Just as some foods can damage your teeth and enamel, other foods can improve your dental health.
It’s common knowledge that what you eat impacts your dental health. Starchy and sugary foods can lead to tooth decay and gum disease, which is why you should only consume sweets and sodas in moderation. However, those aren’t the only food choices that can be detrimental to your oral health. Just as some foods can damage your teeth and enamel, other foods can improve your dental health, and we share five of the best and worst below.
Five Of The Best Foods For Your Dental Health
With high levels of calcium and phosphate, cheese strengthens your teeth. Cheese also contains casein and whey protein, which help rebuild enamel that may have been stripped away by sugar or acidic foods and drinks. Consuming cheese can also help balance your mouth’s pH level, reducing your risk of cavities.
Not only are high-fiber foods like beans, kale, broccoli, and spinach excellent for your cholesterol levels and digestion, but they are also beneficial for your dental health. High-fiber foods require lots of chewing, which produces more saliva. Containing calcium and phosphate, saliva is your body’s natural defense against tooth decay. It can restore minerals to your teeth, wash away debris and acids, and combat harmful bacteria.
Though they are high in acid, apples contain many vitamins that improve your gums’ health as well as natural, acid-neutralizing sugars. Their fibrous texture and crisp skin stimulate saliva production as you chew, helping deliver and restore nutrients to your teeth’s enamel.
Eating lean proteins — such as eggs, fish, and poultry — is also beneficial for your dental health. These lean proteins can improve your bone density while protecting your enamel.
While carrots are known for improving eyesight and lowering cholesterol levels, they’re also advantageous for your teeth’s health. Beyond stimulating saliva production, chewing carrots breaks apart your teeth’s plaque, thanks to their rough texture.
Carrots are high in beta carotene, which the body converts into vitamin A. As a result, eating carrots can improve your skin, vision, and immune system, in addition to building your tooth enamel and keeping your gums healthy.
Five Of The Worst Foods For Your Dental Health
It’s no surprise that drinking soda is one of the worst things you can do for your oral health. Soda is both sugary and full of citric and phosphoric acid. Each time you take a sip of soda, the sugars interact with the bacteria in your mouth and form acid, which attacks your enamel.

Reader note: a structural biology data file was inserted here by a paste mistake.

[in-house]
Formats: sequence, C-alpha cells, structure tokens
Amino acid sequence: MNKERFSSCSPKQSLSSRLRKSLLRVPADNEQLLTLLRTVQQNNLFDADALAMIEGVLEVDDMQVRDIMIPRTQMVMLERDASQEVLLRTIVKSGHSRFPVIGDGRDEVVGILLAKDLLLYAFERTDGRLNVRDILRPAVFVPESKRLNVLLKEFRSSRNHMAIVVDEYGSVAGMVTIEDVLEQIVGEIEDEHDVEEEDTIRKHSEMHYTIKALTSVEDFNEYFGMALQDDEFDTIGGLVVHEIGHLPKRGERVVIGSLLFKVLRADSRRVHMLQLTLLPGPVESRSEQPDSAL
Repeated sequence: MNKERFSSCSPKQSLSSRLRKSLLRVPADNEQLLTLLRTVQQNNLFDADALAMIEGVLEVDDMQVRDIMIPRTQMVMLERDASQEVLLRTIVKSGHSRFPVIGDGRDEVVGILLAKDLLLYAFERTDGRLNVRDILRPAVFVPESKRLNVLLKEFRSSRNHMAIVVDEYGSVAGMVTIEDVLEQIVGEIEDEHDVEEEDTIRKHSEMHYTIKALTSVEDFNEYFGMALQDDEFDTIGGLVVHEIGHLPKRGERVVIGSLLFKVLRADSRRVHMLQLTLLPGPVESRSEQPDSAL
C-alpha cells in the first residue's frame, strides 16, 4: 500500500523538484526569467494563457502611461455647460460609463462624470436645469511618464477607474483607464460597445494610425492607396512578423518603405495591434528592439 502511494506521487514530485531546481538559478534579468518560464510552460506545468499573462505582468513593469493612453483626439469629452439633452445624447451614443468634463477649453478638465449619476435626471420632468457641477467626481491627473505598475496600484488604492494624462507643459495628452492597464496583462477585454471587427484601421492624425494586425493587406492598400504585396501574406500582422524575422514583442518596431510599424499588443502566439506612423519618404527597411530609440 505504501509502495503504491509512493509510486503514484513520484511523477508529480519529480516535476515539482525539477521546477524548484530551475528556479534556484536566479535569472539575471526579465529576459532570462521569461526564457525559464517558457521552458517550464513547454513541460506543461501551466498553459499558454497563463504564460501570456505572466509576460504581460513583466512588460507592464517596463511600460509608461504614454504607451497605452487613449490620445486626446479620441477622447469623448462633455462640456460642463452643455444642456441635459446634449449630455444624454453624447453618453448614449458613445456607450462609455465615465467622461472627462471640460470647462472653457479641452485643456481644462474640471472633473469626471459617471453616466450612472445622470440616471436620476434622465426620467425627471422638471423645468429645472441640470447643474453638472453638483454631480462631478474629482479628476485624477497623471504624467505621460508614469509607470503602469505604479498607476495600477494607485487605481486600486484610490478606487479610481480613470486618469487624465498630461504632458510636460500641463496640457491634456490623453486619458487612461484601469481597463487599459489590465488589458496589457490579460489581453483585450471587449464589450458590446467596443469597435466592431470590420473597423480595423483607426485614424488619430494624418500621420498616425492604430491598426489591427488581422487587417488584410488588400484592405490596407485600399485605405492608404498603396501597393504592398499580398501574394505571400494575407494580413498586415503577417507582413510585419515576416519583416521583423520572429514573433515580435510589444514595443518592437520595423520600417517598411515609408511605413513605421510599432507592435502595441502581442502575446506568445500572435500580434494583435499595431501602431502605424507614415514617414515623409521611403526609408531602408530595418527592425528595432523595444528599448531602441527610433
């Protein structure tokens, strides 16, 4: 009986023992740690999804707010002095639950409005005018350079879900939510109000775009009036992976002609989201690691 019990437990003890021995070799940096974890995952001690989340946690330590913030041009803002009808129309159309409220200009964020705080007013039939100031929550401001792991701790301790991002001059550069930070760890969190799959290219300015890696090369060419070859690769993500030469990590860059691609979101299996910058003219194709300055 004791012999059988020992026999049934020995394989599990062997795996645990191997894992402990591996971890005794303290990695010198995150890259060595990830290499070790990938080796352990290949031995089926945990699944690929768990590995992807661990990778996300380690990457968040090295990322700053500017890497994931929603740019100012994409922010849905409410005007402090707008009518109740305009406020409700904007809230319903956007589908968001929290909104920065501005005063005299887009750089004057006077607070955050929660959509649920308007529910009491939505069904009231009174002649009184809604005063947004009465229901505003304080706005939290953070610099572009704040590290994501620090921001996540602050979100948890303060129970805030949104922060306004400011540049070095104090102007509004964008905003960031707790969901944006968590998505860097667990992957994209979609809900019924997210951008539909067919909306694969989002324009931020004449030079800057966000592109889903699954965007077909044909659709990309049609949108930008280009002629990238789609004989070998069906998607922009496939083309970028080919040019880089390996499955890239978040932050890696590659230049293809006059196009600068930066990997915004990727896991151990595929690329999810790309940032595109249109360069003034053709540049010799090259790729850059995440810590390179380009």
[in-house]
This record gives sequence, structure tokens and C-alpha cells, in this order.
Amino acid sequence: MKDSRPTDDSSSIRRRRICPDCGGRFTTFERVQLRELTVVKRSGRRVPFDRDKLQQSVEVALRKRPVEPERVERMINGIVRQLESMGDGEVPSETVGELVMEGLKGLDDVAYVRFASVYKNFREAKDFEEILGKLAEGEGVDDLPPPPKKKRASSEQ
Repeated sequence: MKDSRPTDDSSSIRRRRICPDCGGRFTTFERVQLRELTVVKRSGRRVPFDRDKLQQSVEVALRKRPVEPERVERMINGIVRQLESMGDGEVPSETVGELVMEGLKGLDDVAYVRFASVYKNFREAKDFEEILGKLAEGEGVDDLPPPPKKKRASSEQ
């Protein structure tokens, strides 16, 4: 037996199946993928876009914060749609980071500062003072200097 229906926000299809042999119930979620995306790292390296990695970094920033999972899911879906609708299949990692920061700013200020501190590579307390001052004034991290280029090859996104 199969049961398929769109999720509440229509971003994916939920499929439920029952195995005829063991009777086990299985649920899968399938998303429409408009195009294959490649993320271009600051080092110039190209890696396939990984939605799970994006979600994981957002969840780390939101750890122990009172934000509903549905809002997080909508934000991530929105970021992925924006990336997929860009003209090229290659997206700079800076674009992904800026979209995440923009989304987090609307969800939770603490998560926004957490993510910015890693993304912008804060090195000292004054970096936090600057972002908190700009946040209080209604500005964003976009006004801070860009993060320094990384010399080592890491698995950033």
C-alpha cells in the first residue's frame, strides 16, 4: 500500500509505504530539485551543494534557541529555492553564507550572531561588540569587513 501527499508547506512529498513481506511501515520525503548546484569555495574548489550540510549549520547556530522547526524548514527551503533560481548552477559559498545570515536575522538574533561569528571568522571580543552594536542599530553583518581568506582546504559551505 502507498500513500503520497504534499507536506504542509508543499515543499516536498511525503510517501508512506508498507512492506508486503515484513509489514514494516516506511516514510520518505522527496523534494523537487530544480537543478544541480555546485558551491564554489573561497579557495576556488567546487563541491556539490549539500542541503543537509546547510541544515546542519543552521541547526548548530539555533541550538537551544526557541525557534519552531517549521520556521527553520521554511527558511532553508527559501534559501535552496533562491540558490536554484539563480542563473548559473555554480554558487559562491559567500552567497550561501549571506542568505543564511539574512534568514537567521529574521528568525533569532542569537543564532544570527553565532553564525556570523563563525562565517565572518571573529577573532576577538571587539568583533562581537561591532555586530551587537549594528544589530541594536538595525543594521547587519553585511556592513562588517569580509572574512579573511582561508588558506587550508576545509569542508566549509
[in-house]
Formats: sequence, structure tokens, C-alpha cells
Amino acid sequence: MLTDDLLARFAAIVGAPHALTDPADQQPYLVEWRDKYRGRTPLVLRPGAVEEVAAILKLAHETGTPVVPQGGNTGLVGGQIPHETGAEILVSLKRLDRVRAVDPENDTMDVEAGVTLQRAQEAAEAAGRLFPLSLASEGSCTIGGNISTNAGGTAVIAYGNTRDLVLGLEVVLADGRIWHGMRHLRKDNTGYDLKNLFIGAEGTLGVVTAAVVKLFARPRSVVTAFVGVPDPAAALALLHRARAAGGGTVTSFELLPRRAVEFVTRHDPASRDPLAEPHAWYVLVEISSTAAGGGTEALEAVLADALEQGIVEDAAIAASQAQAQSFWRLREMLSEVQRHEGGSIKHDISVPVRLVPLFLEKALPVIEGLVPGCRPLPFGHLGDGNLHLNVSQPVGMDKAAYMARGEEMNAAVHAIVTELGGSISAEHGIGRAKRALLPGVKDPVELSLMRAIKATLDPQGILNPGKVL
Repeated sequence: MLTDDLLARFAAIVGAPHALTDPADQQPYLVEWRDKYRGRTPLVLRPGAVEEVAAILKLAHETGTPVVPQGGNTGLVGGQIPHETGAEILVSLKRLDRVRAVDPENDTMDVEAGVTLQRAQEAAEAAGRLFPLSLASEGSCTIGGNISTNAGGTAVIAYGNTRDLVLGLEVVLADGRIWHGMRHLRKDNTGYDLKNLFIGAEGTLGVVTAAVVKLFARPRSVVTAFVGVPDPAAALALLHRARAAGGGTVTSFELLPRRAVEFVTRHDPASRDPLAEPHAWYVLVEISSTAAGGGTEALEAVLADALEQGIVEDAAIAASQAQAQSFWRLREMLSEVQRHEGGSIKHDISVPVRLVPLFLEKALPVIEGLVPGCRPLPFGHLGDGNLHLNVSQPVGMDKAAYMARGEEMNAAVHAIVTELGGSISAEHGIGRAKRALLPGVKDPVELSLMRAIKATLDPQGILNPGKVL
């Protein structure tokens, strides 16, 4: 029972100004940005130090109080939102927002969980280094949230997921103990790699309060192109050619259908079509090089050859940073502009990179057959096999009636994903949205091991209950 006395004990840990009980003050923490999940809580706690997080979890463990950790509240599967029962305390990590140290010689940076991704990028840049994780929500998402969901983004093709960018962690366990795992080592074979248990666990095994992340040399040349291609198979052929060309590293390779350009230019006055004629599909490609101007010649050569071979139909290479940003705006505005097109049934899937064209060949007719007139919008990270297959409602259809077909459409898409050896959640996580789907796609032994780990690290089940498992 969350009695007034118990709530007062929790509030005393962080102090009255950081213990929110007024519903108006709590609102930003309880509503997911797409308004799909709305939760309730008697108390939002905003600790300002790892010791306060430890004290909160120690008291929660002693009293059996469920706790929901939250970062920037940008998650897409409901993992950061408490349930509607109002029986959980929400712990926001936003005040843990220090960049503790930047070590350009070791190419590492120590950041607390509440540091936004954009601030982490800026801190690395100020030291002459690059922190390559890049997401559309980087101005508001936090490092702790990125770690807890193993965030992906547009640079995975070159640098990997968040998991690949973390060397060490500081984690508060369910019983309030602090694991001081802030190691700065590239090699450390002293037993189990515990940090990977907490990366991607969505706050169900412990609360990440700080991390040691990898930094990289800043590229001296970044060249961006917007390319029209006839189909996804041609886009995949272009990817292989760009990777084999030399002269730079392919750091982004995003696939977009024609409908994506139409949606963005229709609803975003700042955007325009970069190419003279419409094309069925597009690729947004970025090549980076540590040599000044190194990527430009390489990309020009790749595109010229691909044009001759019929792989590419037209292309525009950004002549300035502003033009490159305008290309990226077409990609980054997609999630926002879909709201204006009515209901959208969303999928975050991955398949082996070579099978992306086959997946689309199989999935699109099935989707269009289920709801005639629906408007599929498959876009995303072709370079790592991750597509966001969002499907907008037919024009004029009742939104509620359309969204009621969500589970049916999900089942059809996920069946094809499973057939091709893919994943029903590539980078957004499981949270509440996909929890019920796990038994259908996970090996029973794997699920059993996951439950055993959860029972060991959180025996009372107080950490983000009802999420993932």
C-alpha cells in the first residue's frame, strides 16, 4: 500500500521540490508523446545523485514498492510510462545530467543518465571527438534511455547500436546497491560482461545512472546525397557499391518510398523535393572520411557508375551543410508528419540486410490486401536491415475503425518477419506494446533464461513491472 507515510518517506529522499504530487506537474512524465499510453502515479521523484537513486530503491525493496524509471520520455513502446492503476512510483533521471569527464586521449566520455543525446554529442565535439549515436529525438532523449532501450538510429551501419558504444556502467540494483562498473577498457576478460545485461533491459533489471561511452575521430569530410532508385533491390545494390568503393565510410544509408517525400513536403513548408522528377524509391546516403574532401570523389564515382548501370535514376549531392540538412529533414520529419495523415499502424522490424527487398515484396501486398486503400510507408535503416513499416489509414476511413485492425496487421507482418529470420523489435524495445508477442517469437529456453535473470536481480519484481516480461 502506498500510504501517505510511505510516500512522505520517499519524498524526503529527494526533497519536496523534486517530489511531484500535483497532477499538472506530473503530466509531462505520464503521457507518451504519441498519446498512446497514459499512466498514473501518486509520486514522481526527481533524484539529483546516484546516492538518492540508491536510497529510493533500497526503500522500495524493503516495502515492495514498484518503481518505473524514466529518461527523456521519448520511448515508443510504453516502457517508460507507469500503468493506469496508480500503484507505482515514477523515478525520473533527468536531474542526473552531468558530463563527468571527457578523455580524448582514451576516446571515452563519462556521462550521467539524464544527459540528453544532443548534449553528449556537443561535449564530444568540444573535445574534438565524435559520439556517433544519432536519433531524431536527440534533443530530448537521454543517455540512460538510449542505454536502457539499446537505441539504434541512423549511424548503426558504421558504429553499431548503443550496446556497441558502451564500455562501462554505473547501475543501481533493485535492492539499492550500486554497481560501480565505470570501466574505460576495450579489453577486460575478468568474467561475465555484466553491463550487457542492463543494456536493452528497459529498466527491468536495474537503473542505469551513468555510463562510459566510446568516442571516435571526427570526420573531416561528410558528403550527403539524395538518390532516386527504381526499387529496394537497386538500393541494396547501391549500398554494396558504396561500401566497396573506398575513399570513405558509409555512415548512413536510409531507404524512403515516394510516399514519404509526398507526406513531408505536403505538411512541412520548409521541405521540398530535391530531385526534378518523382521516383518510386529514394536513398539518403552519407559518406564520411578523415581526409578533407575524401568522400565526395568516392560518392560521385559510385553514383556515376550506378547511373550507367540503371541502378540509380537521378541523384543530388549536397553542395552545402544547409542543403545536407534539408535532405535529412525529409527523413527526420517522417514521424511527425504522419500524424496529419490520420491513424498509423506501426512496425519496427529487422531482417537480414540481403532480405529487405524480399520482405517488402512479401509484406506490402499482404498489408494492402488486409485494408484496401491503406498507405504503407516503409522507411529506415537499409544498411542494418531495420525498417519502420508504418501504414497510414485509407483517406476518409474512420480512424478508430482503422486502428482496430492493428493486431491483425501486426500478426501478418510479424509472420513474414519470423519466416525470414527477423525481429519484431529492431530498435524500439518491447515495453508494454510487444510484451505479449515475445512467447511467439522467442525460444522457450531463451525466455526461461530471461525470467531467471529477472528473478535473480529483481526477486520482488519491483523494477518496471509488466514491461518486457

Hold off on drinking soda throughout the day. Instead, drink a can of soda during a meal to reduce the amount of time your teeth are exposed to harmful acids and allow your food to neutralize the acid.
Coffee and Tea
Many people start their day with a cup of coffee, but coffee stains are more persistent than tobacco stains. Coffee is high in tannins — a family of naturally occurring, water-soluble polyphenols — which help chromogens stick to your teeth’s enamel, resulting in increased staining. Unfortunately, black teas can stain your teeth, as they contain tannins, too.
Consuming citrus fruits or juices — particularly grapefruit and lemon juice — can be harmful to your oral health, as they are incredibly acidic. They can erode your teeth’s enamel over time, putting you at higher risk of tooth decay.
Chewy candies can stick to your teeth and get stuck between your teeth, creating the perfect environment for the sugar to interact with your mouth’s bacteria and form acid. Additionally, sour gummies introduce additional erosive acid to your mouth.
Like chewy candy, hard candy is harmful to your oral health. Not only can hard candies chip your teeth, but they dissolve slowly. This gives the candy’s sugars and the bacteria in your mouth more time to interact and produce enamel-stripping acid.
Tips On Reducing Tooth Decay
Drinking enough water throughout the day is both hydrating and helpful for battling tooth decay. Water washes away sugars and acids and often delivers fluoride, a mineral that strengthens tooth enamel. Cutting back on snacks will also help, as snacking provides the bacteria in your mouth with a steady supply of sugars and starches to form acid.
If you’re concerned about how your diet has affected your oral health or believe you have tooth decay, schedule a dental consultation at Espire today.